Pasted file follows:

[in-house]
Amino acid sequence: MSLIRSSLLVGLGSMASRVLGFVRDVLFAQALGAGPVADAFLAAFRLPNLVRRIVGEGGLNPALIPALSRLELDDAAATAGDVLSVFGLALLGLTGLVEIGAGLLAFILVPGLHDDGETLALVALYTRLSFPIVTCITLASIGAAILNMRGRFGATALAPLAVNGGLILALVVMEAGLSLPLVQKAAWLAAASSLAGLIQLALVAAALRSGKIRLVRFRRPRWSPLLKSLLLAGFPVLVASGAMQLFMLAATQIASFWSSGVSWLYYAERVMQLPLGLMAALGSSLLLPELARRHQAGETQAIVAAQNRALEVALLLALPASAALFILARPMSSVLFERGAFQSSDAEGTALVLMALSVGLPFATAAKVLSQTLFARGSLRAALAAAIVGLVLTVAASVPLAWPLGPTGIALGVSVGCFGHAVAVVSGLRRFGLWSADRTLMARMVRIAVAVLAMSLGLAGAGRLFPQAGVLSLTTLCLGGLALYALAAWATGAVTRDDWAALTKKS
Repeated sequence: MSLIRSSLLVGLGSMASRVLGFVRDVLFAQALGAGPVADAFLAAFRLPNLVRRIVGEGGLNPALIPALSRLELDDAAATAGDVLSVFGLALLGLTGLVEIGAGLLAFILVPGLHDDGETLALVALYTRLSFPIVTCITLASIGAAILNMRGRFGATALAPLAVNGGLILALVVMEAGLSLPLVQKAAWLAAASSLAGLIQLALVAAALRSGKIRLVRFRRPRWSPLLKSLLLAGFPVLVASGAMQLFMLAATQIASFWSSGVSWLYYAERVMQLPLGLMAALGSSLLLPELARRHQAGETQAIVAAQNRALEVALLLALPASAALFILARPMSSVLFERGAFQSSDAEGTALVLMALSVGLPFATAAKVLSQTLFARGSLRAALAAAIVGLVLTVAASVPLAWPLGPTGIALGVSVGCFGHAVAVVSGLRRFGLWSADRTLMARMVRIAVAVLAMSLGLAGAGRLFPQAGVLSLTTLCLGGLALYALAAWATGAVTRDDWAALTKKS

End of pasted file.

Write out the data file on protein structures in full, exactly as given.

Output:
[in-house]
Amino acid sequence: MSLIRSSLLVGLGSMASRVLGFVRDVLFAQALGAGPVADAFLAAFRLPNLVRRIVGEGGLNPALIPALSRLELDDAAATAGDVLSVFGLALLGLTGLVEIGAGLLAFILVPGLHDDGETLALVALYTRLSFPIVTCITLASIGAAILNMRGRFGATALAPLAVNGGLILALVVMEAGLSLPLVQKAAWLAAASSLAGLIQLALVAAALRSGKIRLVRFRRPRWSPLLKSLLLAGFPVLVASGAMQLFMLAATQIASFWSSGVSWLYYAERVMQLPLGLMAALGSSLLLPELARRHQAGETQAIVAAQNRALEVALLLALPASAALFILARPMSSVLFERGAFQSSDAEGTALVLMALSVGLPFATAAKVLSQTLFARGSLRAALAAAIVGLVLTVAASVPLAWPLGPTGIALGVSVGCFGHAVAVVSGLRRFGLWSADRTLMARMVRIAVAVLAMSLGLAGAGRLFPQAGVLSLTTLCLGGLALYALAAWATGAVTRDDWAALTKKS
Repeated sequence: MSLIRSSLLVGLGSMASRVLGFVRDVLFAQALGAGPVADAFLAAFRLPNLVRRIVGEGGLNPALIPALSRLELDDAAATAGDVLSVFGLALLGLTGLVEIGAGLLAFILVPGLHDDGETLALVALYTRLSFPIVTCITLASIGAAILNMRGRFGATALAPLAVNGGLILALVVMEAGLSLPLVQKAAWLAAASSLAGLIQLALVAAALRSGKIRLVRFRRPRWSPLLKSLLLAGFPVLVASGAMQLFMLAATQIASFWSSGVSWLYYAERVMQLPLGLMAALGSSLLLPELARRHQAGETQAIVAAQNRALEVALLLALPASAALFILARPMSSVLFERGAFQSSDAEGTALVLMALSVGLPFATAAKVLSQTLFARGSLRAALAAAIVGLVLTVAASVPLAWPLGPTGIALGVSVGCFGHAVAVVSGLRRFGLWSADRTLMARMVRIAVAVLAMSLGLAGAGRLFPQAGVLSLTTLCLGGLALYALAAWATGAVTRDDWAALTKKS